CREATING SLIDING SCALES    

 

TAKE HOME MESSAGES:

1.  THERE IS ABSOLUTELY NO EVIDENCE SUPPORTING THE BENEFITS OF INSULIN SLIDING SCALES

2.  In patients with type 1 diabetes, sliding scales should NEVER be used in the absence of SCHEDULED doses of insulin

3.  If using a scale, make sure you ADJUST it on a daily basis

4.  Most patients don’t eat meals qhs.  So do not use the same ‘scale’ at hs as you would for meal times

 

Sliding scales are commonly used orders that have absolutely NO EVIDENCE to support their use.  If anything, they increase the frequency of HYPERGLYCEMIA and HYPOGLYCEMIA when used alone and should never be used as the sole way to control blood sugars.  If you feel a patient will require insulin, order scheduled doses of insulin but a CORRECTIVE SLIDING SCALE can be used as a supplement to correct for high BG (e.g. > 15 mmol/L) to prevent against dehydration and metabolic compromise. 

 

To determine how much to use, it is useful to think about how much insulin is required to lower glucose by a certain amount.  This is called an INSULIN SENSITIVITY FACTOR (ISF).  It is dependent on how INSULIN RESISTANT a patient is.  A patient who is more resistant will require more insulin to lower glucose than a patient who is less resistant. 

 

How to create a starting corrective [sliding] scale that makes sense:

 

1.  If a patient is already taking OAHA’s or insulin, CONTINUE THEM if clinically indicated.

 

2.  Calculate insulin sensitivity factor (ISF) or CORRECTION FACTOR = expected in BG (in mmol/L) in response to 1 unit of insulin:

 

                        ISF =                 100                       

                                   total daily dose of insulin 

 

       For example, an ISF of 3 estimates that 1 unit of insulin will decrease glucose by 3 mmol/L

 

       In patients taking OAHA’s, use a more conservative ISF (e.g. 3) or NOT USE ONE AT ALL!

 

3. Option 1 - Create a “get me through the night” scale:  Remember, the goal of a corrective scale is to prevent high BG from becoming higher.  A scale has NO HOPE of fixing someone’s blood BG on its own.  This suggestion is conservative and used for the sole purpose of making sure things don’t get worse, but will not cause hypoglycemia.  IT MUST BE ADJUSTED AT LEAST EVERY 24 HOURS.

a.  Continue the patient’s usual treatment for diabetes (if  indicated)

b.  Select a BG for which you would be concerned that could result in dehydration or metabolic compromise (e.g. BG > 15 mmol/L)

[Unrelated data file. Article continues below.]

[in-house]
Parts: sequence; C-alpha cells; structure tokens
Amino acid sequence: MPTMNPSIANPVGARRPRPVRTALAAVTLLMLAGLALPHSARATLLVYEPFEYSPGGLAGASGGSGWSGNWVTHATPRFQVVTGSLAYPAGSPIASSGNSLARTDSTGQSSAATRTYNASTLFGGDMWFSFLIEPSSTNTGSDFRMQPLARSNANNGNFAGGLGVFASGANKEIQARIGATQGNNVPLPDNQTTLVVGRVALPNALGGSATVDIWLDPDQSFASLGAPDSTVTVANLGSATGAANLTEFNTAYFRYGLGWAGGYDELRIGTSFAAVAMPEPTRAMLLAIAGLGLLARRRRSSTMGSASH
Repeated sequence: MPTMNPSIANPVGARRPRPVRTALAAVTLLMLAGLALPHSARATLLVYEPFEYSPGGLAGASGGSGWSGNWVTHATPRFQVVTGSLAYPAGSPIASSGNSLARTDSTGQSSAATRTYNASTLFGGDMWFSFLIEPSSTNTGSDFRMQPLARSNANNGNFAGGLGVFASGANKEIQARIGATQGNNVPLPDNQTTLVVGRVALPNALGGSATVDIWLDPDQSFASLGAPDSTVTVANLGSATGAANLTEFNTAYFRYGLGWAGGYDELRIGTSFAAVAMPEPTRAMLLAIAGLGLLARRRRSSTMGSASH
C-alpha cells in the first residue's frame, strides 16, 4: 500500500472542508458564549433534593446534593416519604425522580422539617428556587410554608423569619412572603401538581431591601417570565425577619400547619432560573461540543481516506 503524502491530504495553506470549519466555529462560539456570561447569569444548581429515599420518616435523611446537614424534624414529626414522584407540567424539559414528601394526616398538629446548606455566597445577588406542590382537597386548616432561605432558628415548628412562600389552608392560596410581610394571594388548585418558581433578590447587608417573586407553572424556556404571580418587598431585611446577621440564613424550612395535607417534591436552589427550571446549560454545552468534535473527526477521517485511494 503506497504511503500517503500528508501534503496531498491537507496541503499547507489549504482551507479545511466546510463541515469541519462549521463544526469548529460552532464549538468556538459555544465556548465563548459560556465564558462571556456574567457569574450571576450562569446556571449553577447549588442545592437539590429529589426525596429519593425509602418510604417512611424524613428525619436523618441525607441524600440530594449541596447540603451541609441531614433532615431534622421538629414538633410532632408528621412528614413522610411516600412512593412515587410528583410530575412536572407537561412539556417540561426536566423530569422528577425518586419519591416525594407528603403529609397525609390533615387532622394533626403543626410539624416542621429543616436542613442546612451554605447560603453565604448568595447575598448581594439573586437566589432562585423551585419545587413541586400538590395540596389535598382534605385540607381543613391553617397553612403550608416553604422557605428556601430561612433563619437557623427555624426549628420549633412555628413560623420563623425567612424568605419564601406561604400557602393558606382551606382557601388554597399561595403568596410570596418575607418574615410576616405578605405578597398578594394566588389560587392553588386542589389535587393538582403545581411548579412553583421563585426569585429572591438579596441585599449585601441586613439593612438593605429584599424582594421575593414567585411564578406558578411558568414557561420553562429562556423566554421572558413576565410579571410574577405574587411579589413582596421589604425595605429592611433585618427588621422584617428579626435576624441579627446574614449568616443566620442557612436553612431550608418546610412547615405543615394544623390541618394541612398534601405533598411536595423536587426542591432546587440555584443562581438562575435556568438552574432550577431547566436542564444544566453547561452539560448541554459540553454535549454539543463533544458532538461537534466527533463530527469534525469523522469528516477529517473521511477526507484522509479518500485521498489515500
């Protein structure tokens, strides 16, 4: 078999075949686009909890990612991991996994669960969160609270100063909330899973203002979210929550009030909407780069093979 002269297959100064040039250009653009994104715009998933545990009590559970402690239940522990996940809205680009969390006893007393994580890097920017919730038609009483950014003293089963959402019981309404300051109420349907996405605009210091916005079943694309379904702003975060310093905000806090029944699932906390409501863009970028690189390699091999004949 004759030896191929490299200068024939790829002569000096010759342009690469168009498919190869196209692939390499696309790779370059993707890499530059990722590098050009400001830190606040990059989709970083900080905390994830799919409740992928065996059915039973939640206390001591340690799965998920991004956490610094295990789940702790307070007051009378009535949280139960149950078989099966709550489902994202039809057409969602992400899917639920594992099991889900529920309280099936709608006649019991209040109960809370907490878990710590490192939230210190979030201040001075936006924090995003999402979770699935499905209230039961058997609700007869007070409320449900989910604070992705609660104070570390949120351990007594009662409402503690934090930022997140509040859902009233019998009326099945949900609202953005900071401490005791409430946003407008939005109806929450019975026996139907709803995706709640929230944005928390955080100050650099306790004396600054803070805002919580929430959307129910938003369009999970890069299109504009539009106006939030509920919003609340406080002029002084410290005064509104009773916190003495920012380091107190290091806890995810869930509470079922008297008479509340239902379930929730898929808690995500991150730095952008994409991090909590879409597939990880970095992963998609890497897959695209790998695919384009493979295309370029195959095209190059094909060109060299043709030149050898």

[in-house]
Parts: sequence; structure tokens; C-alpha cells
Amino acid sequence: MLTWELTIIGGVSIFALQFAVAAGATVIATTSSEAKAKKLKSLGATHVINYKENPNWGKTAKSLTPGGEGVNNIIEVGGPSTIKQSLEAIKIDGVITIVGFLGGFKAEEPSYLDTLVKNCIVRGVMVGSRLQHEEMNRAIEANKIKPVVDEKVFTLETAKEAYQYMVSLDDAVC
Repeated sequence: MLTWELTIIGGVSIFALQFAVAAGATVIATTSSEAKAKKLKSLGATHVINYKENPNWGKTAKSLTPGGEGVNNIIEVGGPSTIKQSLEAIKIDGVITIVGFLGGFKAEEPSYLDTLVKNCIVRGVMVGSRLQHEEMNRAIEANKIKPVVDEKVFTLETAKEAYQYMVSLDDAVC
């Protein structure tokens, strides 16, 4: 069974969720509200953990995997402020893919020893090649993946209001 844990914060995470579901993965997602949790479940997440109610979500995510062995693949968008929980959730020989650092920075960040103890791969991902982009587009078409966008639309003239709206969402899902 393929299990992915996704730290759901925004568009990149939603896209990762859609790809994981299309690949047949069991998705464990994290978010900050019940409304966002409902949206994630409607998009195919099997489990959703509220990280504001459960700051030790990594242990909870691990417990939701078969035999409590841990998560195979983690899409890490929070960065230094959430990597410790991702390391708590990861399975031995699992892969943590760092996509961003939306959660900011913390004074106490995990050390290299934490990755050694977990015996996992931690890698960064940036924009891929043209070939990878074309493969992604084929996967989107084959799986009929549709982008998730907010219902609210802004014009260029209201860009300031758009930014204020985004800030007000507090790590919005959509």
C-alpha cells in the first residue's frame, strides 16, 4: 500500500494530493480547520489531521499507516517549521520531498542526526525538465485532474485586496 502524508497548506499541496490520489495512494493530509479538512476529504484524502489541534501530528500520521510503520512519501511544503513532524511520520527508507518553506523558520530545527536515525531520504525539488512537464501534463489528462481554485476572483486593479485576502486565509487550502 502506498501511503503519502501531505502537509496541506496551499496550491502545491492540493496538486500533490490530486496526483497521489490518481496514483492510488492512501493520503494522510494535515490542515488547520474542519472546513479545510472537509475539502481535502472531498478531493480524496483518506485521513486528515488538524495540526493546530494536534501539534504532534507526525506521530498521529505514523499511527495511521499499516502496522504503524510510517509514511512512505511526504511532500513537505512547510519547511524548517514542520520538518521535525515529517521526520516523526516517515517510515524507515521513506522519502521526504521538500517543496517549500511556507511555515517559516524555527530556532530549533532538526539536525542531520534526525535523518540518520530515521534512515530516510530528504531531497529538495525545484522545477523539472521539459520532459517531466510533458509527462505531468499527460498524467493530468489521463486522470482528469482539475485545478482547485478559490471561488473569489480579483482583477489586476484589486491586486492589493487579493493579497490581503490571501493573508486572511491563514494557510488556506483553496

c.  Order:  if BG < 15, give no additional insulin.  If 15-18 : give 4 units of lispro or aspart.  If > 18-20, give 5 units. If > 20: give 6 units & call MD.

d. ADJUST THIS SCALE based on its effects (e.g. if 5 units did nothing for a BG of 18, increase that amount for that tier)

 

4.   Option 2 - Create a precise “scale”:

a.  Select your target BG range. For most patients this will be between 4-8 or 4-10 mmol/L.  For this target range, you  would write that no additional insulin is needed (but remember the patient will still be getting their scheduled doses of OAHA’s or insulin)

b.  Set your increments for BG : ‘tiers’ for your scale can be whatever you calculated for ISF.   

c.  For example: patient who is on glargine 20 units qhs and lispro 10 units ac meals

 

                        Answer:  Total daily dose = (20 + 10x3) units

                                                                 = 50 units

 

                                         ISF = 100/50 = 2

                                               

Your orders would then appear as:

1   1.  Glargine 20 U qhs + lispro 10 U with meals

     2.  Sliding scale (as an adjunct to the schedule insulin above) would therefore appear as follows:

 

If blood  glucose

Give x units additional Humalog at mealtimes

<4.0

0, give juice + call MD

4.0 – 8.0

0

8.1 – 10.0

1

10.1 – 12.0

2

12.1 – 14.0

3

14.1 – 16.0

4

16.1 – 18.0

5

18.1 – 20.0

6

> 20.0

7 + call MD

 

 

Ex 2: Create sliding scale for patient who is only on metformin 1000 mg bid.

 

Answer

Although we do not know the patient’s precise insulin sensitivity factor, it is likely safe to use an ISF of 3.0

Sliding scale could therefore appear as follows (or consider not using a scale at all!):

 

If blood  glucose

Give x units Humalog at mealtimes

<4.0

0, give juice + call MD

4.0 – 10.0

0

10.1 – 13.0

1

13.1 – 16.0

2

16.1 – 19.0

3

19.1 – 22.0

4

> 22.0

5 + call MD

 

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